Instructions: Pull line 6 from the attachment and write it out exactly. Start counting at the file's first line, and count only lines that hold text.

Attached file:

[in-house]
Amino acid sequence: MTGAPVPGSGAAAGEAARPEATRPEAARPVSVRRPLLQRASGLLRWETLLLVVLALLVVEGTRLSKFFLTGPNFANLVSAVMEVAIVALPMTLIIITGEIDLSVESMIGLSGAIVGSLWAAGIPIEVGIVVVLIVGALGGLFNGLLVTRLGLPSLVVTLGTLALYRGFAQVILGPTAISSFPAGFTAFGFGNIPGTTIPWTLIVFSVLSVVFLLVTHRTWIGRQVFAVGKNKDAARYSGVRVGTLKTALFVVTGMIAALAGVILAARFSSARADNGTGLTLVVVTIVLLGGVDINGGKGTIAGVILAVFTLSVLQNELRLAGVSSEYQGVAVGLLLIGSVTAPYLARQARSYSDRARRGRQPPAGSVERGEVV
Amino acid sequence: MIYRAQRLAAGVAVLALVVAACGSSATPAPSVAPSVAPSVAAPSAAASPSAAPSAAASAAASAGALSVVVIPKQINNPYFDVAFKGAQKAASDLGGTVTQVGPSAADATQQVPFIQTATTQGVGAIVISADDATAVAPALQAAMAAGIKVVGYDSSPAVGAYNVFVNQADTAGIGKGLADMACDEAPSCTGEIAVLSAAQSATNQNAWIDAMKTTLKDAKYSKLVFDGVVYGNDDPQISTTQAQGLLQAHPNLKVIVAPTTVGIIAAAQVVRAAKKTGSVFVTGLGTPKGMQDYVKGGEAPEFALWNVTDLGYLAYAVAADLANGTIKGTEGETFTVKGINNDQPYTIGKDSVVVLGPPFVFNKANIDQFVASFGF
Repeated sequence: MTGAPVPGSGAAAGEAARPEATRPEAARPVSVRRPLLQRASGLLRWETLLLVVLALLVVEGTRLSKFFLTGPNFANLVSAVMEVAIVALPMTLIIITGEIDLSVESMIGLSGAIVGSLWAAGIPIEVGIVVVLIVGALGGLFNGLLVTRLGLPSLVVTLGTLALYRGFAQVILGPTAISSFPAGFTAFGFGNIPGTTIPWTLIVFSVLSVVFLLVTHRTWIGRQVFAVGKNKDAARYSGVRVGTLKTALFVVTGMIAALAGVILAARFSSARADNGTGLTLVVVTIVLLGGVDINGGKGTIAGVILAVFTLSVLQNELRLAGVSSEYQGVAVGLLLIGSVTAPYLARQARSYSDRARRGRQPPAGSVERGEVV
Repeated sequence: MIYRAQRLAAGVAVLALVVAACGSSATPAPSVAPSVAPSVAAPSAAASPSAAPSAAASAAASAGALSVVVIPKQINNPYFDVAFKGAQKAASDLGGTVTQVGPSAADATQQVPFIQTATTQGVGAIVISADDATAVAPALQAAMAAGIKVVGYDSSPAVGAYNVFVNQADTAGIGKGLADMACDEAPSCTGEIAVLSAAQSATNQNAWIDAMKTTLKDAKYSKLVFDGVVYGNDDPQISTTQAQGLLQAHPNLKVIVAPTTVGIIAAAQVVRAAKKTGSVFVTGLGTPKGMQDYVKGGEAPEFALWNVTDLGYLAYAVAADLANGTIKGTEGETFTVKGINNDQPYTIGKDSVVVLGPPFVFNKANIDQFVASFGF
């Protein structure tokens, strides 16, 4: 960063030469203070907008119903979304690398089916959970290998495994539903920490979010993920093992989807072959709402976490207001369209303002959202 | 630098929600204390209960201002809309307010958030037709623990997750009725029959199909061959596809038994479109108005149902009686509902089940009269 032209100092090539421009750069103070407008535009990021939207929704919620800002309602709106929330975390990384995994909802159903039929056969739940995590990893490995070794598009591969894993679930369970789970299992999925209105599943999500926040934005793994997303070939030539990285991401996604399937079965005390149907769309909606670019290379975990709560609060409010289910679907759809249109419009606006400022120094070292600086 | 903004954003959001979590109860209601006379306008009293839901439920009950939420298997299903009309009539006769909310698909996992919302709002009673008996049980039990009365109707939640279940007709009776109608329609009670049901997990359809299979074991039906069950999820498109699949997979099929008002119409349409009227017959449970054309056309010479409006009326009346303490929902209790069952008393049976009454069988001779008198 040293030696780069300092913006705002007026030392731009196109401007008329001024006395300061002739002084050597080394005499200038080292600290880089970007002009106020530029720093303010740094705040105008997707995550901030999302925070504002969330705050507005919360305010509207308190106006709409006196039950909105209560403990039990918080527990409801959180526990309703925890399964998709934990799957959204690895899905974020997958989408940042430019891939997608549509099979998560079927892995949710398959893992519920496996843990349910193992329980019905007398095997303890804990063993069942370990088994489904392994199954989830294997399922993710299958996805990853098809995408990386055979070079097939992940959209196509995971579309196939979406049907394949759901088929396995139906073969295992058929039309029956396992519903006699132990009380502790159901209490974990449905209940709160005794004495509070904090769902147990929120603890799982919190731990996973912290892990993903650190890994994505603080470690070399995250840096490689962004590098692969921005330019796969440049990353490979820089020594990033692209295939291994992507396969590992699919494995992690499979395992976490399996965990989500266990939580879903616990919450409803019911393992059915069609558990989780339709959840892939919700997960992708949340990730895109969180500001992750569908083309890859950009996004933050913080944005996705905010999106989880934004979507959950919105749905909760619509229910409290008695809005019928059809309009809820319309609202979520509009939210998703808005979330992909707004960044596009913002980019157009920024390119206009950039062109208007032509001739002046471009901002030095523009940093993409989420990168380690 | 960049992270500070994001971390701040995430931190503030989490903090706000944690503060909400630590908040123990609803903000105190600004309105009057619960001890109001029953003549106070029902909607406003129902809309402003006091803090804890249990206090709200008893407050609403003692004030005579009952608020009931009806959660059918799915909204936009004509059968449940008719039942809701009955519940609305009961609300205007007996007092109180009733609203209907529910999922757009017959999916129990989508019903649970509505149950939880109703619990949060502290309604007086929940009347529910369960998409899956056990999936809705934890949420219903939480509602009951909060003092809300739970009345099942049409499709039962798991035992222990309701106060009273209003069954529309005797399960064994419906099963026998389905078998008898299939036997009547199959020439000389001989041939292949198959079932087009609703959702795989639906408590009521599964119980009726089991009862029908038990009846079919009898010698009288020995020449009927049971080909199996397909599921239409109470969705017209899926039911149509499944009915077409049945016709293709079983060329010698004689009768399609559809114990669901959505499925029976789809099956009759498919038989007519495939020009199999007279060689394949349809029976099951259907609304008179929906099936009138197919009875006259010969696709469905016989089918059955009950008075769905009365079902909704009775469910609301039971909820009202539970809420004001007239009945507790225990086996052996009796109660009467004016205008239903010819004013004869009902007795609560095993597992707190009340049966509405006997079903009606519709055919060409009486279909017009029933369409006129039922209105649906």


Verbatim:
């Protein structure tokens, strides 16, 4: 960063030469203070907008119903979304690398089916959970290998495994539903920490979010993920093992989807072959709402976490207001369209303002959202 | 630098929600204390209960201002809309307010958030037709623990997750009725029959199909061959596809038994479109108005149902009686509902089940009269 032209100092090539421009750069103070407008535009990021939207929704919620800002309602709106929330975390990384995994909802159903039929056969739940995590990893490995070794598009591969894993679930369970789970299992999925209105599943999500926040934005793994997303070939030539990285991401996604399937079965005390149907769309909606670019290379975990709560609060409010289910679907759809249109419009606006400022120094070292600086 | 903004954003959001979590109860209601006379306008009293839901439920009950939420298997299903009309009539006769909310698909996992919302709002009673008996049980039990009365109707939640279940007709009776109608329609009670049901997990359809299979074991039906069950999820498109699949997979099929008002119409349409009227017959449970054309056309010479409006009326009346303490929902209790069952008393049976009454069988001779008198 040293030696780069300092913006705002007026030392731009196109401007008329001024006395300061002739002084050597080394005499200038080292600290880089970007002009106020530029720093303010740094705040105008997707995550901030999302925070504002969330705050507005919360305010509207308190106006709409006196039950909105209560403990039990918080527990409801959180526990309703925890399964998709934990799957959204690895899905974020997958989408940042430019891939997608549509099979998560079927892995949710398959893992519920496996843990349910193992329980019905007398095997303890804990063993069942370990088994489904392994199954989830294997399922993710299958996805990853098809995408990386055979070079097939992940959209196509995971579309196939979406049907394949759901088929396995139906073969295992058929039309029956396992519903006699132990009380502790159901209490974990449905209940709160005794004495509070904090769902147990929120603890799982919190731990996973912290892990993903650190890994994505603080470690070399995250840096490689962004590098692969921005330019796969440049990353490979820089020594990033692209295939291994992507396969590992699919494995992690499979395992976490399996965990989500266990939580879903616990919450409803019911393992059915069609558990989780339709959840892939919700997960992708949340990730895109969180500001992750569908083309890859950009996004933050913080944005996705905010999106989880934004979507959950919105749905909760619509229910409290008695809005019928059809309009809820319309609202979520509009939210998703808005979330992909707004960044596009913002980019157009920024390119206009950039062109208007032509001739002046471009901002030095523009940093993409989420990168380690 | 960049992270500070994001971390701040995430931190503030989490903090706000944690503060909400630590908040123990609803903000105190600004309105009057619960001890109001029953003549106070029902909607406003129902809309402003006091803090804890249990206090709200008893407050609403003692004030005579009952608020009931009806959660059918799915909204936009004509059968449940008719039942809701009955519940609305009961609300205007007996007092109180009733609203209907529910999922757009017959999916129990989508019903649970509505149950939880109703619990949060502290309604007086929940009347529910369960998409899956056990999936809705934890949420219903939480509602009951909060003092809300739970009345099942049409499709039962798991035992222990309701106060009273209003069954529309005797399960064994419906099963026998389905078998008898299939036997009547199959020439000389001989041939292949198959079932087009609703959702795989639906408590009521599964119980009726089991009862029908038990009846079919009898010698009288020995020449009927049971080909199996397909599921239409109470969705017209899926039911149509499944009915077409049945016709293709079983060329010698004689009768399609559809114990669901959505499925029976789809099956009759498919038989007519495939020009199999007279060689394949349809029976099951259907609304008179929906099936009138197919009875006259010969696709469905016989089918059955009950008075769905009365079902909704009775469910609301039971909820009202539970809420004001007239009945507790225990086996052996009796109660009467004016205008239903010819004013004869009902007795609560095993597992707190009340049966509405006997079903009606519709055919060409009486279909017009029933369409006129039922209105649906």